Wednesday, June 7

1 p.m. ET

Accessing and Understanding Korean War Army Unit Records by Rachael Salyer

  • Rachael Salyer is a Subject Matter Expert in Modern Military Records and an Archivist from the National Archives at College Park, MD
  • Audience skill level: beginner to intermediate
  • Presentation slides/handout
  • Video

In honor of the 70th anniversary of the signing of the armistice that officially ended the Korean War, this session is being offered as an introduction to two large series that contain records relating to Army units that served during that conflict: the Command Reports, 1949–1954 (entry NM-3 29) in the Records of the Adjutant General's Office (Record Group 407) and the Unit Histories, 1943–1967 (entry UD 37042) in the Records of U.S. Army Operational, Tactical, and Support Organizations (World War II and Thereafter) (Record Group 338). The records in these series provide information about the activities and engagements of specific Army units that may give genealogists a deeper insight into their family members’ service. The presentation will outline how to use available finding aids to search for relevant records, and it will also include examples of the types of records that are generally found in these series. The session will conclude with some troubleshooting tips and a few additional resources.

Wednesday, June 14

1 p.m. ET

Planning, Techniques, and Strategies for Preserving Family Collections and Stories by Sara Holmes

Learn how professionals preserve records with surveys to create a plan, use archival techniques, and select storage strategies. Surveys help you create a plan of action to determine record treatment, housing, and storage. Archival techniques can be used on your own personal collections of paper-based materials, photographs, and objects. Strategies include how to identify storage needs for papers and photographs. We will tie this all together and show you how significant documents and records help to tell family stories. 

Wednesday, June 14

(following the 1 p.m. session)

Closing Remarks

About the Program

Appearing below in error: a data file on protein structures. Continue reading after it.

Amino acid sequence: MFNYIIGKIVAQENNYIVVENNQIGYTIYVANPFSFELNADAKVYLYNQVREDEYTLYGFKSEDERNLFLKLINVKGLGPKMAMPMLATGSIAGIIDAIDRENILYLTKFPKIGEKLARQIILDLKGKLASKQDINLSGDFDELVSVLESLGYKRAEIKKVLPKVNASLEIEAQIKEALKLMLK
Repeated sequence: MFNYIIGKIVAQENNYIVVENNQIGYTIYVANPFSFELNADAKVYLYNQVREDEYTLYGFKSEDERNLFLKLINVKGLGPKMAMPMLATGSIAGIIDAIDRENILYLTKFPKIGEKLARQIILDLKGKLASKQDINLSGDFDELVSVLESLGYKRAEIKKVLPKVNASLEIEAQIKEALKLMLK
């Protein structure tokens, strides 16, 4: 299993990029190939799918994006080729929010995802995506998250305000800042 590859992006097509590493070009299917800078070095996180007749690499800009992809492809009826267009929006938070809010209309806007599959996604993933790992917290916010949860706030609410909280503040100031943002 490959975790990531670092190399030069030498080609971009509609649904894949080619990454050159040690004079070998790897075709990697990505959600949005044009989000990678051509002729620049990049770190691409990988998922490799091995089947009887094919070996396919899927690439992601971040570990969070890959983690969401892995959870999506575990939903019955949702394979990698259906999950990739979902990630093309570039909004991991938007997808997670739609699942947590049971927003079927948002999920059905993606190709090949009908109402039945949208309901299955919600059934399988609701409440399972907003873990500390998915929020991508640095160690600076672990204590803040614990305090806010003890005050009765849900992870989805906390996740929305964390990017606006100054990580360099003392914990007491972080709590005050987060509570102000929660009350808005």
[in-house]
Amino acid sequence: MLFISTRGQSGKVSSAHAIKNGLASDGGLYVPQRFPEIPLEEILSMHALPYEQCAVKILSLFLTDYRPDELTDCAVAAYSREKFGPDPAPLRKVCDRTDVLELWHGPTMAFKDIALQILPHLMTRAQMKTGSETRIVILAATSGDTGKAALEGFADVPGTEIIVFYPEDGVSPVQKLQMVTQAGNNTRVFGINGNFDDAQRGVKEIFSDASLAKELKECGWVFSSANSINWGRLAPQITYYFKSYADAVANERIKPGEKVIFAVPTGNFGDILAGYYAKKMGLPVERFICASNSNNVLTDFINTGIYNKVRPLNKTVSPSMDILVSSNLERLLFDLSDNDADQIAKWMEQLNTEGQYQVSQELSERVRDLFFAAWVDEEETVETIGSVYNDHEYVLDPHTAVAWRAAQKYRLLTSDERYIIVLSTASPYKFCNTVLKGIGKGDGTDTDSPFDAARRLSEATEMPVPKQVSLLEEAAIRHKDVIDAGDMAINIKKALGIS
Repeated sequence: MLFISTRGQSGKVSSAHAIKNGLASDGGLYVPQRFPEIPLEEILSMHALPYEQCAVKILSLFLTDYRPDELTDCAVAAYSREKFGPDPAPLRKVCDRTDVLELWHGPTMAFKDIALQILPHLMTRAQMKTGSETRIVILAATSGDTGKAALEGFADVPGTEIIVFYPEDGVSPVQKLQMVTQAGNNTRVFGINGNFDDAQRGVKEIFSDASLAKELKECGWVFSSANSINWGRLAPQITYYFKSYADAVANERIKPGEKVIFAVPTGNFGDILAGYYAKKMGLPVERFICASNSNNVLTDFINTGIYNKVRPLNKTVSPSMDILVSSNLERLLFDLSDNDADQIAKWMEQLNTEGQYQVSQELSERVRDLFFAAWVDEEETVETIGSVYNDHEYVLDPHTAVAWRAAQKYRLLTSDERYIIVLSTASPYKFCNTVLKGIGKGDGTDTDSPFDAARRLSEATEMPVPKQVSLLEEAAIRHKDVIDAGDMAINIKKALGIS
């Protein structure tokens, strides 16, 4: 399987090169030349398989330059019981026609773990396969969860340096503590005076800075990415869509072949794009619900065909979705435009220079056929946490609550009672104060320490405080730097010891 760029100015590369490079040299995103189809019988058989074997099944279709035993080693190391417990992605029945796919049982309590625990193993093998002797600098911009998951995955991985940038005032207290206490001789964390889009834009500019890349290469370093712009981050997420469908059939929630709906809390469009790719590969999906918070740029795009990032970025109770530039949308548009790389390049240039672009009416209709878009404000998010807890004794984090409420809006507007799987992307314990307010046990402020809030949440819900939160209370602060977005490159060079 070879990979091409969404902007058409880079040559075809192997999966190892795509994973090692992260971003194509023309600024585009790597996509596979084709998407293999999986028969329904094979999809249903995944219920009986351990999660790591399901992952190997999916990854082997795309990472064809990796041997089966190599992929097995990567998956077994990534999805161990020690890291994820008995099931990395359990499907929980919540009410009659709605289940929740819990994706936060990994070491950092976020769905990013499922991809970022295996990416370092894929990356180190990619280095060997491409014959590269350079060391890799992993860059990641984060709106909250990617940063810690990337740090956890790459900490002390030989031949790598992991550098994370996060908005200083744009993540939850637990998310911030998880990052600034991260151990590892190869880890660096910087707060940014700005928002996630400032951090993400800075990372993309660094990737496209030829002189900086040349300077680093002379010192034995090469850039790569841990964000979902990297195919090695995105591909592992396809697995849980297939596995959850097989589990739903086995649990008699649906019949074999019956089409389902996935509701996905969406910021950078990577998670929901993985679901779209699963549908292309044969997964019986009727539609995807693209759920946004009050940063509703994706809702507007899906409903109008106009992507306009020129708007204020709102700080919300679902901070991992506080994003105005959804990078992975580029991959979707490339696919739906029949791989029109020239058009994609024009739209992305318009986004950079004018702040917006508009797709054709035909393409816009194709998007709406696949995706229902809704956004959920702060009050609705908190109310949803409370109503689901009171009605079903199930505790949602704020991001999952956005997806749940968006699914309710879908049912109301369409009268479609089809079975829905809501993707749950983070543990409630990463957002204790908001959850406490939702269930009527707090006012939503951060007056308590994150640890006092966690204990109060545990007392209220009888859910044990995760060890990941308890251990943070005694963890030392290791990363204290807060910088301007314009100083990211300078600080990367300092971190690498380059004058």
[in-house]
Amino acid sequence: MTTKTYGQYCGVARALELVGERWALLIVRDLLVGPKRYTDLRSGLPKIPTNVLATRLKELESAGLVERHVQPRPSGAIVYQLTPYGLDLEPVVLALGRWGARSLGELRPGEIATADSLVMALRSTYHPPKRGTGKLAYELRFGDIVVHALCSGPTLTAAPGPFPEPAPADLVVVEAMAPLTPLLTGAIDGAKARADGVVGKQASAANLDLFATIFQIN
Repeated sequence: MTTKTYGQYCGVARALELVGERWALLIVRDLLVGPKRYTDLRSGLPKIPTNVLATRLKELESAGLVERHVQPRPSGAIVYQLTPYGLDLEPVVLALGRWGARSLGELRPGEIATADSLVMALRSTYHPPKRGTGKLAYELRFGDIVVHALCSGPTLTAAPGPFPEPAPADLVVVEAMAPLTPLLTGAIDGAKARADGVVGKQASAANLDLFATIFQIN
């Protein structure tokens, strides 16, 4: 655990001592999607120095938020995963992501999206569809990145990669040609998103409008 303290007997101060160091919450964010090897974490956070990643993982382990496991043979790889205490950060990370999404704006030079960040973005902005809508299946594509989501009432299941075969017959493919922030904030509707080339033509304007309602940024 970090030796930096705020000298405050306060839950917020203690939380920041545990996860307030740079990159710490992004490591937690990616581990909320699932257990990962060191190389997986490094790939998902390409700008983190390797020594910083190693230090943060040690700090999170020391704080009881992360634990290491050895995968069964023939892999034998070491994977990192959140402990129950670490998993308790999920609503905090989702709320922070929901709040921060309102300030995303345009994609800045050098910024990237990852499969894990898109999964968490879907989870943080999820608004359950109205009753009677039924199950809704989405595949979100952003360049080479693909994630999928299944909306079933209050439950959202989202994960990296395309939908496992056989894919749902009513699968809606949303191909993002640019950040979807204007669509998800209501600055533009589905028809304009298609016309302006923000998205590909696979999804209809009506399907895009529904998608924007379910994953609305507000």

In recognition of public service, we are offering a special Genealogy Series focused on both military and civilian records. The series will provide family history research tools for all skill levels along with a general overview to specific topics. Broadcasts of the program sessions will take place in May and June.  All are welcome!

Participation Instructions

You are invited to attend, participate, and ask questions during our sessions' YouTube video premieres. Presentations are pre-recorded videos broadcast on NARA's YouTube channel. Throughout the broadcast, you will be able to ask questions, and the presenter will respond in real time. After the initial showing, the video and handouts will remain available on this web page and YouTube.

  • Attend via YouTube
  • Participate in chat, by first logging into YouTube and then typing your comments into the chat section
  • Follow us on Twitter at @USNatArchives and join the Genealogy Series conversation using #GenieSeries2023

Captioning & Transcript

  • Captioning is available by selecting the CC icon at the bottom of the YouTube video. 
  • Transcripts are available by sending a request to
  • If you require an alternative or additional accommodation for the event, please email the Know Your Records program coordinator at


The National Archives holds the permanently valuable records of the federal government. These include records of interest to genealogists, such as pension files, ship passenger lists, censuses, and Freedmen’s Bureau materials. Find more information about National Archives holdings on


All events listed in the calendar are free unless noted.